‘Single All the Way’ movie review: Netflix’s gay rom-com has its heart in the right place, but...

The Netflix Christmas outing does come across as cheery and inclusive, but also leaves one wanting more chemistry between the lead characters

Updated - December 10, 2021 04:30 pm IST

Published - December 10, 2021 04:27 pm IST

A still from ‘Single All The Way’

A still from ‘Single All The Way’

Michael Mayer’s Canadian Film Single All the Way is an early Christmas treat.

Peter (Michael Urie) who loves plants more than anything, has been heartbroken quite a few times in his life. When he finally decides to take home his boyfriend Tim, he gets to know that the latter is married with kids. Heartbroken again, he convinces his gay roommate Nick (Philemon Chambers) to pretend to be his boyfriend, when they visit Peter’s family for the holidays.

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Peter and Nick go to New Hampshire, and the family is all very cheery and welcoming. But before Peter can introduce Nick as his fake-boyfriend to everyone else, his mother Carole (Kathy Najimy) decides to play matchmaker and sets up Peter on a blind date with James (Luke Macfarlane) instead.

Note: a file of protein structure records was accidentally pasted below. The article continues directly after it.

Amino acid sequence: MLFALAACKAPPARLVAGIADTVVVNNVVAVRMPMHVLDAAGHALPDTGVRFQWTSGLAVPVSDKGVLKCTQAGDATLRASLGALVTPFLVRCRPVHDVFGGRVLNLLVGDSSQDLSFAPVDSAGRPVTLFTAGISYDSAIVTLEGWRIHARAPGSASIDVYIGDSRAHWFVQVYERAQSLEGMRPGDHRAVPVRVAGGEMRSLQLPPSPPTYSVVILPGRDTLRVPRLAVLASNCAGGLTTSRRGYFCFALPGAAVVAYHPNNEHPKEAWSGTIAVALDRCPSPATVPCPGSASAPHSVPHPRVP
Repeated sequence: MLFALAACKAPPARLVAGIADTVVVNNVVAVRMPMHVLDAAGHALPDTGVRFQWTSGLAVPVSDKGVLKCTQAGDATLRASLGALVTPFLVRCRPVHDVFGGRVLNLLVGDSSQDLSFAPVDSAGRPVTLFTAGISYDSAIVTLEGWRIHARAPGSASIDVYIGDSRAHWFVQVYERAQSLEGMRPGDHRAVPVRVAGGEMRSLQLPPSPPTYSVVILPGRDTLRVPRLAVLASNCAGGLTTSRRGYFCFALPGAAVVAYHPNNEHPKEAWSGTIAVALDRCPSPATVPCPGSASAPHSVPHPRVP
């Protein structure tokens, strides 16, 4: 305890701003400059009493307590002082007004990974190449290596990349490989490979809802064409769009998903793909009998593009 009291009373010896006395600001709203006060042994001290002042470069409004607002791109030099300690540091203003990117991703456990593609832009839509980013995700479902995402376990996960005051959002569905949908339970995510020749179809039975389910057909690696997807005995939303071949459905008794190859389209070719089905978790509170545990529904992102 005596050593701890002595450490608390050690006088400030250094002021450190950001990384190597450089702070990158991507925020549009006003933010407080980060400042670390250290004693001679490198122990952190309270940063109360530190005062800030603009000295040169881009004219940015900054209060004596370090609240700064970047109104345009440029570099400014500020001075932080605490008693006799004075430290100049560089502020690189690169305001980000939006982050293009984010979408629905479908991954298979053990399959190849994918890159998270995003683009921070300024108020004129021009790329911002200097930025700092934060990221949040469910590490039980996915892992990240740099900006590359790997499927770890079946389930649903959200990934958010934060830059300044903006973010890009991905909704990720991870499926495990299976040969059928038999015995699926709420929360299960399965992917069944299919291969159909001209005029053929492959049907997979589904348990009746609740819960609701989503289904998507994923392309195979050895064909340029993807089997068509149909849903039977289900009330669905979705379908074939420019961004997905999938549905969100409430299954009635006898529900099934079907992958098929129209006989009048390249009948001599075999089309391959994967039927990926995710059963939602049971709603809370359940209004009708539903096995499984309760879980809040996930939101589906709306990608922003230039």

It’s evident to everybody else — except for Nick and Peter, of course — that they are supposed to be together. The on-screen chemistry, that is apparently so obvious to the rest of the family, could have used some work... but since it’s established right from the beginning that they are meant to be together, we try to catch on.

As always, Peter ‘needs’ James to make him realise he is in love with Nick, and this becomes a very repetitive plotline. The rest of the film is about how Peter coming to terms with the obvious, with everyone rooting for this Christmas treat to happen.

Jennifer Coolidge, who won critical acclaim for The White Lotus, makes a boisterous appearance as Aunt Sandy, and the scenes with her trying to direct a play are an absolute treat. There’s also a very Schitt’s Creek vibe to the movie; incdentally, there are a few stars from Schitt’s Creek who are part of the cast, such as Steve Lund and Jennifer Robertson.

In the end, Single All the Way does come across as a cheery (and inclusive) rom-com, trying to manifest a love story between two people in an incredibly small town, with the rest of the family exceedingly involved. But even though the film ends on a sweet note, it also leaves one wanting more chemistry between the lead characters... and little more Christmasy something?

Singles All the Way is currently streaming on Netflix


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